I think you’re missing the point. But that’s ok. I understand wanting to live around people more like yourself. Most people do prefer being around people more like them. But there is a such thing as a minority. And believe it or not, minorities are human as well, and typically prefer to be around people like them as well. That’s why chinatown and stuff like that does well. The unfortunate thing is, you don’t always get what you want. And it’s not the end of the world. If whites ever become a minority, if it makes you feel better, you could move to eurotown. I’m not trying to be a jerk. I see that you don’t understand my point now, so there’s no need trying to beat a dead horse. Thus, I’ll end it with your quote, since it’s very appropriate -

“Since the history of civilization is simply an ongoing stream of occupation, intermixing and eviction, ownership is a pretty meaningless term - it all comes down to who’s on it now and whether they can defend it.” -Marshall

Good luck to us defending it.

Report this

By Marshall, June 6, 2007 at 12:59 pm Link to this comment
(Unregistered commenter)

#75584 by justanote on 6/05 at 3:57 pm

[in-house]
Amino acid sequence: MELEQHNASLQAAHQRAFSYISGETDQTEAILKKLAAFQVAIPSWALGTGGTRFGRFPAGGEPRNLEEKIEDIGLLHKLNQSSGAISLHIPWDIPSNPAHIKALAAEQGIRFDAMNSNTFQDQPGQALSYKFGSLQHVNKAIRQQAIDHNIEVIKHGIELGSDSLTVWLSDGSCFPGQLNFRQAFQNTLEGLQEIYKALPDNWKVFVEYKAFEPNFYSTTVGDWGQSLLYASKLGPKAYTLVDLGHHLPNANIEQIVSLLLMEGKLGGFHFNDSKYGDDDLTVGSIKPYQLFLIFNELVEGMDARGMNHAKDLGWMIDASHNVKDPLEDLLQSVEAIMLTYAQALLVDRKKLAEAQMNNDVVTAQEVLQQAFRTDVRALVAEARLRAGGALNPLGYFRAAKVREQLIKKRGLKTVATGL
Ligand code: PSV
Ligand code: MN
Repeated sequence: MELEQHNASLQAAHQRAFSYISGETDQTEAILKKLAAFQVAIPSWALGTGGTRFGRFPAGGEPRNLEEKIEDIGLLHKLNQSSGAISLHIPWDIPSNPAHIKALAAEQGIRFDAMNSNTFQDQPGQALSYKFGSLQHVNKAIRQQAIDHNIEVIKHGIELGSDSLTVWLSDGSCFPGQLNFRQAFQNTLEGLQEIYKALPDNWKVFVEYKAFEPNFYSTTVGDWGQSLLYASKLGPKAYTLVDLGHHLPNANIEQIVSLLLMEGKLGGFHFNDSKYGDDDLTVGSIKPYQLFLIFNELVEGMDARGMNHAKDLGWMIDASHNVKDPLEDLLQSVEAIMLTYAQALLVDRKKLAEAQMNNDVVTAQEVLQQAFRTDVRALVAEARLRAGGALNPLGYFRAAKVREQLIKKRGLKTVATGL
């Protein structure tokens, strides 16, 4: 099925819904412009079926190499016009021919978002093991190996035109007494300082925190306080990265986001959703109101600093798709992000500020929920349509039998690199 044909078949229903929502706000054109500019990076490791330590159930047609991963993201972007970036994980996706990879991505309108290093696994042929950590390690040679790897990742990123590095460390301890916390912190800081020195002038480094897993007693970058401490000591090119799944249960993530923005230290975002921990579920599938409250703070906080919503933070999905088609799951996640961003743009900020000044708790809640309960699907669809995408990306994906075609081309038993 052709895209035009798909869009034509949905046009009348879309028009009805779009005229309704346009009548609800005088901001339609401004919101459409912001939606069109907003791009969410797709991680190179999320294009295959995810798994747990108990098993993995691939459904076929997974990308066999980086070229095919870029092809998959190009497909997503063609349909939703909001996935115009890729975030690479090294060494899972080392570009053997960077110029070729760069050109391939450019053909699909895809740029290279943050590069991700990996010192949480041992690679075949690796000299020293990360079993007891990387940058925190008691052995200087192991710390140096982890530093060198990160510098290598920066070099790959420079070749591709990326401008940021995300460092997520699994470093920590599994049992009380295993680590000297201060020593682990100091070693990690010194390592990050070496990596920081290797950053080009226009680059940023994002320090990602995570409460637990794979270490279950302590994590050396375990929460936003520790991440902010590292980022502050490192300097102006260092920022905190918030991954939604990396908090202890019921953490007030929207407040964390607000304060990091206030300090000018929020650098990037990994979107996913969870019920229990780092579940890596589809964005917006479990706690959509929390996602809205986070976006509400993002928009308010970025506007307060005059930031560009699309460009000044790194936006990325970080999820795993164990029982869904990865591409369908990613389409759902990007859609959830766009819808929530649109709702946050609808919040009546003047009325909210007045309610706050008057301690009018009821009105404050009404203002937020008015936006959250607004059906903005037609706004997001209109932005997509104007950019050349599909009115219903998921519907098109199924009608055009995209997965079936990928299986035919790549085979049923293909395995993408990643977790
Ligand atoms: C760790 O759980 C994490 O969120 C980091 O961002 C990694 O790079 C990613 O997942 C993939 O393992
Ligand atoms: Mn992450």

I am aware of the history of the continent, and my point about Mexico not occupying the US is that “Mexico” didn’t exist until the 1800’s.  Prior to that, its various tribes, like most tribes in N. America, fought and conquered one another numerous times.  So you’d be hard pressed to pick any spot of land in the US and figure out which tribe can truly claim it as its own.  At some point, they’re all just homo-sapiens, as were the European “tribes” that later conquered and populated the continent to modern day.

Since the history of civilization is simply an ongoing stream of occupation, intermixing and eviction, ownership is a pretty meaningless term - it all comes down to who’s on it now and whether they can defend it.

Even Mexico is a mix of European and “native” peoples (with immigration laws FAR more strict and exclusive than our own).

So, since we’re now in control and have established borders and immigration laws, we must decide internally who gains entry and who doesn’t.  My reasons for wanting to prevent white Europeans from becoming the minority in the US are completely valid; I prefer to live among people more like me.  If I didn’t, perhaps I’d move to Mexico.  But I’m not.

So while you apparently feel that the descendents of white, western Europeans need some kind of a “lesson” about their displacement of native peoples, those distinctions just don’t make sense.  We own this place now and have every right to control it.

Report this

By Chaseme, June 6, 2007 at 11:56 am Link to this comment
(Unregistered commenter)

bush said that his “base” are the “haves and the haves more”, not the rest of us oppressed Americans.